If you are reading this in an email you received from me, do **not** click the link to sat.collegeboard.org below. Use the link to my website that is farther down on the email.

http://sat.collegeboard.org/practice/sat-question-of-the-day?questionId=20140314&oq=1 (This link takes you to today’s question. If you use my archive, you will see the question related to my SAT explanation for that date.)

To begin, I need to apologize. I think yesterday’s link to the SAT question was wrong. It took you to the previous day’s question. My mistake. Sorry.

The SAT staff’s explanation for today’s question is a good example of why I write my blog. They often do a wonderful job of doing the math questions the “math teacher way” but that is often a hard way to do the question. When you are taking the test, you will find there are much easier, quicker, and more accurate ways to do the questions. Please note that by the word “accurate,” I mean that it is not as simple to make silly mistakes. When doing questions the “math teacher way,” students often make common calculation errors. The test writers know what those errors are (as I did when I wrote test questions) and put those wrong answers as potential answers on the test which leads students to getting answers wrong.

Go ahead and read the SAT staff’s explanation for this question. Do you understand it? Could you have easily done it this way on test day? Would it have been quick for you? Would you have avoided thinking it was a positive slope? If your answers to these questions are “yes,” then that would have been a good way to do it. If not, let’s try my “substitute numbers for variables” strategy.

The answer is A. Instead of thinking about the coordinates (** a**,,0) and (0,2

**), let’s substitute real numbers. Because**

*a***>0, let’s change the**

*a***to 2. Now we have (2,0) and (0,4). Draw a little grid and plot the two points. You can see that the line intersects the**

*a**x*-axis at 2 and the

*y*-axis at 4. So, when you calculate the slope (change in y divided by change in x) and subtract 0-2, you get -2. When you subtract 4-0, you get 4. Then 4/-2 = -2. That’s answer A.

Was this easier? If so, I suggest you try using real numbers by substituting them for variables when they don’t give you numbers. You’ll have to remember to follow their rule. For example, in this case they told you y is twice as big as x (2a and a respectively). You could have used 6 and 3 or 786 and 393! Any pair of numbers would be okay as long as the y value is twice the x value. Remember my mantra: “The world of math is a world of patterns!” Antonio remembered it and he tells me that’s why he got into Princeton.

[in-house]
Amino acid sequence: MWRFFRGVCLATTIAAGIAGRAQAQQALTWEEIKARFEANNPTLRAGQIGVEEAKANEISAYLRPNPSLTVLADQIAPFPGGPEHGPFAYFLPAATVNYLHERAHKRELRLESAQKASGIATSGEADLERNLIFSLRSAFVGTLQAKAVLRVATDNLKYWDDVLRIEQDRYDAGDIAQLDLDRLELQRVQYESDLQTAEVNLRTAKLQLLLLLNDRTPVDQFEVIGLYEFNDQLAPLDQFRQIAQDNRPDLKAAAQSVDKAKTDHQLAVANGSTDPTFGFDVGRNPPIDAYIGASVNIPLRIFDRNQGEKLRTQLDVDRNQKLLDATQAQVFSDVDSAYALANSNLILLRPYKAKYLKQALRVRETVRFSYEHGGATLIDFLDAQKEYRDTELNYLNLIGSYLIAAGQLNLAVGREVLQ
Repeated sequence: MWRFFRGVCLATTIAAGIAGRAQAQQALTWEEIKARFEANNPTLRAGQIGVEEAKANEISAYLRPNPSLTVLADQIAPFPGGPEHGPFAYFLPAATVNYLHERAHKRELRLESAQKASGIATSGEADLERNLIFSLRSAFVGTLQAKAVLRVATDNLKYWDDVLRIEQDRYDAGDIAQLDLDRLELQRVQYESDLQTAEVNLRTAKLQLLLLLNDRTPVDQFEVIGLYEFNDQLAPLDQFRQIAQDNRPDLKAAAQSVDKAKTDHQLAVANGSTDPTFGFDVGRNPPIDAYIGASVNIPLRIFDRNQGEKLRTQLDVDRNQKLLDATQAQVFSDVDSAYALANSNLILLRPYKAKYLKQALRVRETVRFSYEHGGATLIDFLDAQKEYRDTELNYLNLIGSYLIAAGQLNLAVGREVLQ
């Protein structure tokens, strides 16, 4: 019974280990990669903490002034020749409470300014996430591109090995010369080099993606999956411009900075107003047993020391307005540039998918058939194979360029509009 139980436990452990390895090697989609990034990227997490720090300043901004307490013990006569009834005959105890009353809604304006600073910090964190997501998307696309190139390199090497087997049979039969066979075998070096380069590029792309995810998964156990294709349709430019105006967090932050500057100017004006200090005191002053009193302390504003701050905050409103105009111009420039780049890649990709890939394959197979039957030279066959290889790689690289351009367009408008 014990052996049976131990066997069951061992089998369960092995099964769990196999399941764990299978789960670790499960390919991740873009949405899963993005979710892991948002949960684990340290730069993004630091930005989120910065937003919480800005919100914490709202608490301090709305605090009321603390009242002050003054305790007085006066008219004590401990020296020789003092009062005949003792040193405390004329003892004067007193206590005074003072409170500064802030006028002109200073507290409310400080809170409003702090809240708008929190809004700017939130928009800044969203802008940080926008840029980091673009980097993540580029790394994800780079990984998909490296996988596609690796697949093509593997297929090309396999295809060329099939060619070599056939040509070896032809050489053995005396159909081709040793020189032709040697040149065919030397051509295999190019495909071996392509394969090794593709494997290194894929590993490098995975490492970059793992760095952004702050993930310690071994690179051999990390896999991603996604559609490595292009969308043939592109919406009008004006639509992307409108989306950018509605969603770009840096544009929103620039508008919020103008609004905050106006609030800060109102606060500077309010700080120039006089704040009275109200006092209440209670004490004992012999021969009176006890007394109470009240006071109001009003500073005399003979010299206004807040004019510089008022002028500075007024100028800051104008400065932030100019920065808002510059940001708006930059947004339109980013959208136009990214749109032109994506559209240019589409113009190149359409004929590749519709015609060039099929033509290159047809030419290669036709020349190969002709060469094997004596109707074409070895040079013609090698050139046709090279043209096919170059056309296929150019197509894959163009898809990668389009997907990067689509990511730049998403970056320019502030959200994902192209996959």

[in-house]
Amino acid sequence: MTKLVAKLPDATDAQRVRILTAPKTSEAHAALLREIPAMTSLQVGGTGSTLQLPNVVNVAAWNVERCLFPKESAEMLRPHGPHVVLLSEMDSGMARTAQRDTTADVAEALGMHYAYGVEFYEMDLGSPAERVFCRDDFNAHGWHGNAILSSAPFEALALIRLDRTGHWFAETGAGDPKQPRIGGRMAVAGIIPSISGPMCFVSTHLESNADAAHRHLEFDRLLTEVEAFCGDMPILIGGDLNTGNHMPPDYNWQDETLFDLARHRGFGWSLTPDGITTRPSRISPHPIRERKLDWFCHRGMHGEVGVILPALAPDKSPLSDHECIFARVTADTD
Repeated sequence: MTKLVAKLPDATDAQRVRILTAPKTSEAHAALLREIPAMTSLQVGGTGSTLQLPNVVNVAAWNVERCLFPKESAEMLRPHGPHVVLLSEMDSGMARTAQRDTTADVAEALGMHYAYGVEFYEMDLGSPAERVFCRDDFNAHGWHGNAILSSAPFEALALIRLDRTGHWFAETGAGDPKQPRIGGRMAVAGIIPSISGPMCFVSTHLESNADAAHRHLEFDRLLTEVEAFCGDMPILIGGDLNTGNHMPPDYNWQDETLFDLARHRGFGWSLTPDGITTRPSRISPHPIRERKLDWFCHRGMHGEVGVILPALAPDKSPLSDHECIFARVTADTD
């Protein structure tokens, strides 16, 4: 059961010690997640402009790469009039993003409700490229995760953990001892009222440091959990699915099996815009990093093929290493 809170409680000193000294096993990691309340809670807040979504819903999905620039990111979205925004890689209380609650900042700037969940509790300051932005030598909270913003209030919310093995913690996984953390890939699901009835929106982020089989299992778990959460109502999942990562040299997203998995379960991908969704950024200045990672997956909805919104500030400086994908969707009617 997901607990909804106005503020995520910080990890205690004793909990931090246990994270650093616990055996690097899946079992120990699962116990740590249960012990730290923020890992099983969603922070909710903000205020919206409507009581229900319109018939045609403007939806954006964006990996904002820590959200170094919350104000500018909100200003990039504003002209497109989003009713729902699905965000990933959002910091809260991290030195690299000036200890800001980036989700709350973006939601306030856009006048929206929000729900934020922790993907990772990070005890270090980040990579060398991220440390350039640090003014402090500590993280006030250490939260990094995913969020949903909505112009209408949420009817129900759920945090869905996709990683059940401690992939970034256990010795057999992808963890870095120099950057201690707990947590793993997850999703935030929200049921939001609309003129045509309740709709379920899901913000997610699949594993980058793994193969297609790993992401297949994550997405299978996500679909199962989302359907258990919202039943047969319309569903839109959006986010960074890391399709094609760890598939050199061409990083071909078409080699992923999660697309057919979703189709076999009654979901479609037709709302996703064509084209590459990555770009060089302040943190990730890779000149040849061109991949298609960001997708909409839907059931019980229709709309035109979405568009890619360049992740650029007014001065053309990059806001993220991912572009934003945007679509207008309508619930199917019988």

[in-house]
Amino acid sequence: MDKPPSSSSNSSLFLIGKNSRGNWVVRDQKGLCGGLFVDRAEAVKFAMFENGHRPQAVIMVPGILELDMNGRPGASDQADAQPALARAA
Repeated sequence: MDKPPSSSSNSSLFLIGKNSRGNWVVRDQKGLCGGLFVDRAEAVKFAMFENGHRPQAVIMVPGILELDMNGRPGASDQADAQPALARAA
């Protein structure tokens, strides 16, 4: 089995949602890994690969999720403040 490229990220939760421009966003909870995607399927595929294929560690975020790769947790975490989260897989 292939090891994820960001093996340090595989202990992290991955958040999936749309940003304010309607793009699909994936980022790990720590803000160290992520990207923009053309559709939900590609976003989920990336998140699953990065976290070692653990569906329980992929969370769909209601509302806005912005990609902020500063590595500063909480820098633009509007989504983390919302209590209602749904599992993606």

One final thing to learn from this question—common elements. Notice that there are 4 integer answers (all but Answer B). Eliminate B because it is an *oddball*. Three answers (the majority) are negative; eliminate the positive. Three answers don’t use *a* in them; eliminate the ones that do. That leaves you with the right answer, A! It has all the common elements: it is negative, has no *a*, and is an integer.

VERY IMPORTANT: this doesn’t always work. It is not the best way to do the problems. But on the SAT you need to guess after you’ve eliminated one answer. In this question, you probably realize that the slope is 2 something (2, -2, 2a, or -2a) because the change in y has to be twice the change in x because y = 2a and x = a. You’ve eliminated one answer, B) -1/2, Now you have to guess at the other four answers. Using “common elements” increases your chances of being correct BUT it isn’t a “slam dunk.”

The ACT has no guessing penalty and so you never leave a blank. Anytime you are guessing on the ACT, use common elements when you can. It will improve your odds and score!

I wonder if the ACT folks have something new for us this morning.

ACT Question of the Day: Use your “back” button to return to my website after reading the ACT Question of the Day.

Fantastic. The ACT folks have given us a question that gives me a chance to explain one of my other favorite guessing strategies!

Let’s begin by doing the “English teacher thing” which is the best way to do the question.

The answer is D. The underlined sentence is entirely superfluous. (Of course, when this question originally appeared on the test, it was about a “century ago.” Now it is closer to a century and a quarter; so, the writer’s math stinks!) In either case, we don’t need to be told how long ago it was because the previous sentence tells us Bessie was born in 1893. So, just OMIT the underlined material and move on to the next question.

Now let’s turn our attention to guessing. I’ve counted how often “NO CHANGE” and “OMIT” answers were correct on several released, actual ACT tests. Based on probability, you would expect them to be correct 25% of the time but that wasn’t the case in my research. “NO CHANGE” was correct less often than 25% and “OMIT” was correct more often than 25% of the time. Like “common elements,” that I described above, this information about the ACT English Test doesn’t always work; it simply improves your odds. If you aren’t sure what answer to choose randomly or after you’ve eliminated an answer or two, if “NO CHANGE” is among the remaining answers, avoid it. If “OMIT” is among the remaining answers, pick it.

Of course, these two guessing strategies, “common elements” and “NO CHANGE/OMIT” aren’t exactly techniques the SAT and ACT folks are going to tell you! That’s why you and all your friends should be reading my blog. Spread the word.

I’m working on a blog that will explain how to get the most from my free website. Stay tuned and you’ll see it soon.

Bob Alexander, the “SAT and ACT Wizard”